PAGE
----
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Old 09-01-2014, 05:56 PM   #89
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There is no reason to assume that you'll live longer than your life expectancy as given in the mortality tables. This is not Lake Wobegon.

The SSA says that the payout is actuarially equivalent, for any ages 62 to 70. If you look at any accurate spreadsheet comparing taking at different ages, the break-even age is right around your life expectancy.

But, of course, we'll all be living long after the mortality tables show, because Lake Wobegon.

Do you have a good gut feel for how old 92 is? The last survivor of the Hindenburg just died -- at age 92. The Hindenburg crash is ancient history.
This table from SS is the "official" actuarial life table Actuarial Life Table

For us optimists that want to make sure we cover our bases to age 100 I see the table tells me that out of 100,000 that started the life journey there will 873 of us left. Piece of cake. All we have to do is make sure we are not part of the 99,127 dummies that didn't know how to do things right and apparently didn't eat their cheerios.
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Old 09-02-2014, 08:13 AM   #90
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The SSA says that the payout is actuarially equivalent, for any ages 62 to 70. If you look at any accurate spreadsheet comparing taking at different ages, the break-even age is right around your life expectancy.
I've always disliked when the SSA describes payouts as actuarially equivalent or neutral. Because this can only be true for an individual if you are 1/2 male and 1/2 female, as well as a good mix of all the races and ethnicities.

The difference in life expectancy at age 60 by using only race and gender is probably 7-10 years from worst (black males) to best (asian & hispanic females).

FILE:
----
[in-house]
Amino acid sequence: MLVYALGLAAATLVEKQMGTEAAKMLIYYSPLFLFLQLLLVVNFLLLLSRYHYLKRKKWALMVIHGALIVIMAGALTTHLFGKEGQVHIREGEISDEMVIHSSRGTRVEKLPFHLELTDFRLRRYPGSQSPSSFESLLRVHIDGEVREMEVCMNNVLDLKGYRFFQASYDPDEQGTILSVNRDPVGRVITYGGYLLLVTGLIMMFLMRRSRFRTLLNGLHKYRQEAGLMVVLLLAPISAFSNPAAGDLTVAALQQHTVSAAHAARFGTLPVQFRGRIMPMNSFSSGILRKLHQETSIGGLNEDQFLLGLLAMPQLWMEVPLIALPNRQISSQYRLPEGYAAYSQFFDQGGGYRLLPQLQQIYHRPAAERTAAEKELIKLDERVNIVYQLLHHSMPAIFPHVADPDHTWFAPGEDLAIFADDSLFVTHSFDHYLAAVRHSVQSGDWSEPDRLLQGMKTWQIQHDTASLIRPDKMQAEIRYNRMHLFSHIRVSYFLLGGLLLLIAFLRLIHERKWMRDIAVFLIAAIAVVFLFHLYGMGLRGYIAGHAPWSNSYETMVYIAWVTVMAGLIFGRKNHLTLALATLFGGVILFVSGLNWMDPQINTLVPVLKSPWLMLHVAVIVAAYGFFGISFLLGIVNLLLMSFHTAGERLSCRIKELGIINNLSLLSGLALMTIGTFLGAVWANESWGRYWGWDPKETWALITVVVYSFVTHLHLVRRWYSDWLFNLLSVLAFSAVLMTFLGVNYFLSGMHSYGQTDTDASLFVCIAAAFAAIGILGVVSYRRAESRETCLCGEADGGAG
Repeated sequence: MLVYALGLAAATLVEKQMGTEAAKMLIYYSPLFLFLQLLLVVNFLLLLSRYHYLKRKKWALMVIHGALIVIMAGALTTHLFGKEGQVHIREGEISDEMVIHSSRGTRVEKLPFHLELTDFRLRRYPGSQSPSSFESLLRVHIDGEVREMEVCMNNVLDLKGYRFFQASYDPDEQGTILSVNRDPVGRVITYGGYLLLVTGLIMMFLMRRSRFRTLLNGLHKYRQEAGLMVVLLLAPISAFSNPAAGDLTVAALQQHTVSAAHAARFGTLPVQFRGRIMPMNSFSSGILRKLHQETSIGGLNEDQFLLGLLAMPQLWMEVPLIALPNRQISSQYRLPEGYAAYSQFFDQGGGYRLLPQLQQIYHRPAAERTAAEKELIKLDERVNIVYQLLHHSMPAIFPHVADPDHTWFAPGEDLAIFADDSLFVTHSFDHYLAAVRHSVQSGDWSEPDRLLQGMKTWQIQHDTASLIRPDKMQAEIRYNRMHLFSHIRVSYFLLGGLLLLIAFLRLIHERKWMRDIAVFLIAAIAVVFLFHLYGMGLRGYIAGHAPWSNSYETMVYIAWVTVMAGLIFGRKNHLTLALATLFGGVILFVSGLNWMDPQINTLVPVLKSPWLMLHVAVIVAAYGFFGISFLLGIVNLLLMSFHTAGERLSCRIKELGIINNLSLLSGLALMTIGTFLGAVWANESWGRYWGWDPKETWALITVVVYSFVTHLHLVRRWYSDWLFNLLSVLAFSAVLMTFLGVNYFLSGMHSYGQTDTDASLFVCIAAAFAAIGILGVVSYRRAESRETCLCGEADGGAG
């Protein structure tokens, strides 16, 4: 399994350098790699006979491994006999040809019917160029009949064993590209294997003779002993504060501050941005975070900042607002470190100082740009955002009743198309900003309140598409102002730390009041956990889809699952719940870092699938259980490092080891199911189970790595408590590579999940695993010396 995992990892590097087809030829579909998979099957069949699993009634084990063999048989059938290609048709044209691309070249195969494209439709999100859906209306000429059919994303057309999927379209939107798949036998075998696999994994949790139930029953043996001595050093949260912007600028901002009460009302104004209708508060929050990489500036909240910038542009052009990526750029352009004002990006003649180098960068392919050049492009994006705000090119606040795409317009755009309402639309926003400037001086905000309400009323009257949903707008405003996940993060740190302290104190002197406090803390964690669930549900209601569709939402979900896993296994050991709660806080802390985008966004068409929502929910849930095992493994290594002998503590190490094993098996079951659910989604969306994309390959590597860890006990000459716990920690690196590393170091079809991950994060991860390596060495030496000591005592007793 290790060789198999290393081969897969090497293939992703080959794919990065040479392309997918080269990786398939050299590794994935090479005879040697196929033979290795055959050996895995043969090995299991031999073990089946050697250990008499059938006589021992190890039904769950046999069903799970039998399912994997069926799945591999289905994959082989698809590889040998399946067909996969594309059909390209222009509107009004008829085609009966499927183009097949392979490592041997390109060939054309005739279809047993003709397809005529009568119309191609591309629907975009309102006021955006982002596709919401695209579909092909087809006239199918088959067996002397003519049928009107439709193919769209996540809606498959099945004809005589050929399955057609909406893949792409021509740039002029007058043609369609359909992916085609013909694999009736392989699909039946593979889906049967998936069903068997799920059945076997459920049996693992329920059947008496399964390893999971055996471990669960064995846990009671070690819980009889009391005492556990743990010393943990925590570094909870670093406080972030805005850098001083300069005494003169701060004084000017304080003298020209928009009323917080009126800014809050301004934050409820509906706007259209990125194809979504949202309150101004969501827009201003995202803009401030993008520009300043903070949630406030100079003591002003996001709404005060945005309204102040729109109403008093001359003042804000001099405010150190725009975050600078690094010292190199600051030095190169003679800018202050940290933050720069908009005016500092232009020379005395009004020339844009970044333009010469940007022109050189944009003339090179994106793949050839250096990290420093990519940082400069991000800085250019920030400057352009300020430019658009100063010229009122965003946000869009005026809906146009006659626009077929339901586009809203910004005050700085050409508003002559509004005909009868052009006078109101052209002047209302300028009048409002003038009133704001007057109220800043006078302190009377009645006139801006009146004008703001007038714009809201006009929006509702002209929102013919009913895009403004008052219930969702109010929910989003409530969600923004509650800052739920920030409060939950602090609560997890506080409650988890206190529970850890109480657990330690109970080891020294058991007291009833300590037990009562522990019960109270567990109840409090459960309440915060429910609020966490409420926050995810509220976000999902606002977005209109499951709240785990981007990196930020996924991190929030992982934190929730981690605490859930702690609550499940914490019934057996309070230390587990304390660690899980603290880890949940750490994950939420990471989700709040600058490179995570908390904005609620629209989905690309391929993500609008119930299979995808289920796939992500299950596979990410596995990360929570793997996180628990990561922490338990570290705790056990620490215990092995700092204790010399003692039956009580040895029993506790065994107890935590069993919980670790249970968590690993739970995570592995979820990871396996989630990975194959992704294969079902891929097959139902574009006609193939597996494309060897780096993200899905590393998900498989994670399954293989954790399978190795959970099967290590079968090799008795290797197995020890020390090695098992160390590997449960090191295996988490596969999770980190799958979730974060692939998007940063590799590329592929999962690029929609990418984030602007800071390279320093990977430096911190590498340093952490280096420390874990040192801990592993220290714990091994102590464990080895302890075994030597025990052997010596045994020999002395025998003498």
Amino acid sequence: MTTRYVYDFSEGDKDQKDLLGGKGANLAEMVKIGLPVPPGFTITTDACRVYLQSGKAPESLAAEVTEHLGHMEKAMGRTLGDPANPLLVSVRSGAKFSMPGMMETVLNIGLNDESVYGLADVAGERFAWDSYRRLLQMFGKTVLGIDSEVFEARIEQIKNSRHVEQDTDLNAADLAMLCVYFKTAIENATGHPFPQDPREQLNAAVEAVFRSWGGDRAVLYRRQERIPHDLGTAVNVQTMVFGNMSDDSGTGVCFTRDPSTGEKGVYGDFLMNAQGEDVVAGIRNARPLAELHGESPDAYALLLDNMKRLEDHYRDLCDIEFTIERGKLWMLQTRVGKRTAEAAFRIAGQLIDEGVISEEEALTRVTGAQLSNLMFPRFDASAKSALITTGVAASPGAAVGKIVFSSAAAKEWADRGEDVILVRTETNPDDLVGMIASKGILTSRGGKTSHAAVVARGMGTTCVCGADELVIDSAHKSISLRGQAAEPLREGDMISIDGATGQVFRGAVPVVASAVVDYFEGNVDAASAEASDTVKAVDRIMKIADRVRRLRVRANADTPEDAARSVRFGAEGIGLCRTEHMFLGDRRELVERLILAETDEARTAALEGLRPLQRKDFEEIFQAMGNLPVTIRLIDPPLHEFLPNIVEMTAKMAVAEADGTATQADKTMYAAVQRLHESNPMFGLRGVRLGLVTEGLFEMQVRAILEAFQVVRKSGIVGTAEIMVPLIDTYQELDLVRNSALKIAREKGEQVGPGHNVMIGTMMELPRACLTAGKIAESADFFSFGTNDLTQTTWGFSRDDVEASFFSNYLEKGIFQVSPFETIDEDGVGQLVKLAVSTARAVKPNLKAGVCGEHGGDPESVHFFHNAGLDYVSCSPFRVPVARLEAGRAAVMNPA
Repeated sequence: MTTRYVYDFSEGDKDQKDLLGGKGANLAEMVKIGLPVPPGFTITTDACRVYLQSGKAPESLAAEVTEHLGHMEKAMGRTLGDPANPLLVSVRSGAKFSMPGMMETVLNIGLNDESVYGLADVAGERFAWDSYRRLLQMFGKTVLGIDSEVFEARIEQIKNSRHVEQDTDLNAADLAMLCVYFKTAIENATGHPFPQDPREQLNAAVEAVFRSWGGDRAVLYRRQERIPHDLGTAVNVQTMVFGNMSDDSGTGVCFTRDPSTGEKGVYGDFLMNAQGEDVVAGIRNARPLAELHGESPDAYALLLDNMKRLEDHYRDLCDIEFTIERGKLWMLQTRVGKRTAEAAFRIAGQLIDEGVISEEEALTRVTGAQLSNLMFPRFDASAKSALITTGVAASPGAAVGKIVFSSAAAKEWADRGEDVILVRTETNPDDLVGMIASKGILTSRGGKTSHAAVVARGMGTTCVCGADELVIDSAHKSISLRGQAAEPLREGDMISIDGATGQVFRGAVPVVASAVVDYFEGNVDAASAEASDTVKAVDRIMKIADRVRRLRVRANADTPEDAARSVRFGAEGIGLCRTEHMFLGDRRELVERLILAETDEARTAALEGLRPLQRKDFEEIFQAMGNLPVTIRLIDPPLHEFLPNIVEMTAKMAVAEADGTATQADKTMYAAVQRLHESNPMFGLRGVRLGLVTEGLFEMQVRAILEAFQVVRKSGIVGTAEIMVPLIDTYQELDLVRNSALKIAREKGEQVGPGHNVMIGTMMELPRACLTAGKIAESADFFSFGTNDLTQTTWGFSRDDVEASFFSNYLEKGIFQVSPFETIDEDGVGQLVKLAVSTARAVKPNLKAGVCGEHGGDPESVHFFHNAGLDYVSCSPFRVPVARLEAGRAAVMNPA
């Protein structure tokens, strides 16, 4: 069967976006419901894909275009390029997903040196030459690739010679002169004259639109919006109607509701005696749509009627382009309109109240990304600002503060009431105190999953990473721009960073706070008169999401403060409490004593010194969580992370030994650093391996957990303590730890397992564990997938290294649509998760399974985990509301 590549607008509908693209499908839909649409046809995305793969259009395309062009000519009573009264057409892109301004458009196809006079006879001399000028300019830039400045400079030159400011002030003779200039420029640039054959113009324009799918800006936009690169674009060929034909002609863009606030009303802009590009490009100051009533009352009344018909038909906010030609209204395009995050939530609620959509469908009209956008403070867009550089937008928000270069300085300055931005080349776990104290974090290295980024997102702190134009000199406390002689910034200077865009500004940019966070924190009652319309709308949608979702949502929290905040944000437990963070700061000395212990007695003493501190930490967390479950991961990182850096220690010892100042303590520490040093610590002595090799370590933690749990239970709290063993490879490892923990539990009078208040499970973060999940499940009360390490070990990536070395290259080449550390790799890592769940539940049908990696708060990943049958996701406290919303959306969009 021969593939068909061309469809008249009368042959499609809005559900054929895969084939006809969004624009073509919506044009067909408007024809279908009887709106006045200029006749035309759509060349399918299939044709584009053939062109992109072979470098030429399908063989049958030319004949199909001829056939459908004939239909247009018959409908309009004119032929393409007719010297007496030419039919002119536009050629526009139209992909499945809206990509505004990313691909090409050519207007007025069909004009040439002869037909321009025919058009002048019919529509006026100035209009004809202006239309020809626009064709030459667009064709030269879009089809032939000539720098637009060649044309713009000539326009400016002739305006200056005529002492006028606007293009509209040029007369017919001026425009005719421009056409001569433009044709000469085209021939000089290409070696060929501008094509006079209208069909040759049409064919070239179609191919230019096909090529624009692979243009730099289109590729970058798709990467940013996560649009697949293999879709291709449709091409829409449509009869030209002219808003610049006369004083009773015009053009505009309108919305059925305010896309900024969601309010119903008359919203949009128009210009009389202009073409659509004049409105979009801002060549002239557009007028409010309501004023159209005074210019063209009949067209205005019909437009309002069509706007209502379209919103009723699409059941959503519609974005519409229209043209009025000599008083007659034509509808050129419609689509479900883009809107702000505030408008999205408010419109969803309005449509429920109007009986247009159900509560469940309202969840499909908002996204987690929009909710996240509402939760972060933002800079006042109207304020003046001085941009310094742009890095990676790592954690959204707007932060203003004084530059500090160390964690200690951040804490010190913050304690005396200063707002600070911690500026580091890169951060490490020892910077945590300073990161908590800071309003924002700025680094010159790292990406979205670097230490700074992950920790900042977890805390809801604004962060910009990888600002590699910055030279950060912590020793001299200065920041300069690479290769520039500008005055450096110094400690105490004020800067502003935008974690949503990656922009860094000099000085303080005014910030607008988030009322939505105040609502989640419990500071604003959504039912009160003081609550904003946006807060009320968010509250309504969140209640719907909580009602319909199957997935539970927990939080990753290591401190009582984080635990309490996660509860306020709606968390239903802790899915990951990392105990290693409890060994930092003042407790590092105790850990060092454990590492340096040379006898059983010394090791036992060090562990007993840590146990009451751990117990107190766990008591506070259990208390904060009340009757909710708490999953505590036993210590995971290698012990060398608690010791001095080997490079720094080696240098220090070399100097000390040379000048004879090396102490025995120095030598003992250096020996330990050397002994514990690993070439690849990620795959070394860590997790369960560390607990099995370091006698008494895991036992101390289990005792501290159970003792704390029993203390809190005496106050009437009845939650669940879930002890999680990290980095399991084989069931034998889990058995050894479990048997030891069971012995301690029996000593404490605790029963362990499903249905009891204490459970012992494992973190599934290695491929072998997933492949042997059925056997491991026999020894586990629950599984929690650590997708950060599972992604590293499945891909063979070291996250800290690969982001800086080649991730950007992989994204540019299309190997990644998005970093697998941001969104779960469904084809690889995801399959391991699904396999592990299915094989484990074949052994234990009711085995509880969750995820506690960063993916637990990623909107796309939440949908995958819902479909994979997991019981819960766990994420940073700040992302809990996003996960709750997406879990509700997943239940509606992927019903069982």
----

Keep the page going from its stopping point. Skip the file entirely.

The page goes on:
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Old 09-02-2014, 09:15 AM   #91
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Do you have a good gut feel for how old 92 is? The last survivor of the Hindenburg just died -- at age 92. The Hindenburg crash is ancient history.
I do, DM passed at 92, DF this year at 96. Their expenses went up their last year of life.

Neither were on the Hindenburg or heard of Lake Wobegon.
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Old 09-04-2014, 08:23 PM   #92
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.................................................. .................
But this doesn't take into account the growth of my investments I could leave in my accounts if I used the SS payments to fund expenses instead of withdrawing from investments. My SS payment at 62 is $21,252. If I leave that in my investments it will continue to grow.............................................

I'd love to hear more about how people made the decision one way or the other.

In my situation, if I take Social Security at age 63, and therefore drawing less from my retirement savings, my break even point is at age 97+,assuming the markets cooperate.